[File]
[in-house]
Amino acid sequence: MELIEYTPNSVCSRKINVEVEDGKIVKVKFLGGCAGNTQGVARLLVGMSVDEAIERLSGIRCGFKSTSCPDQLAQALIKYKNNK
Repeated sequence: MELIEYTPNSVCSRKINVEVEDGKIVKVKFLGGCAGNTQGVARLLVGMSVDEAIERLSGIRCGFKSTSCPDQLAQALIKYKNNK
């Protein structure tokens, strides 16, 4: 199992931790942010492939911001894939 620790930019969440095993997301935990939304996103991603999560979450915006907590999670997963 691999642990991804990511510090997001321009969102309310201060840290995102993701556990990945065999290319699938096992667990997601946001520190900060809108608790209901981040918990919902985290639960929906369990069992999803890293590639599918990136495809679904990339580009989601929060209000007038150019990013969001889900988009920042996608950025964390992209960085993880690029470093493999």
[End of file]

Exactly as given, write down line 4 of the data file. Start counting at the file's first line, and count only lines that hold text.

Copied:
């Protein structure tokens, strides 16, 4: 199992931790942010492939911001894939 620790930019969440095993997301935990939304996103991603999560979450915006907590999670997963 691999642990991804990511510090997001321009969102309310201060840290995102993701556990990945065999290319699938096992667990997601946001520190900060809108608790209901981040918990919902985290639960929906369990069992999803890293590639599918990136495809679904990339580009989601929060209000007038150019990013969001889900988009920042996608950025964390992209960085993880690029470093493999």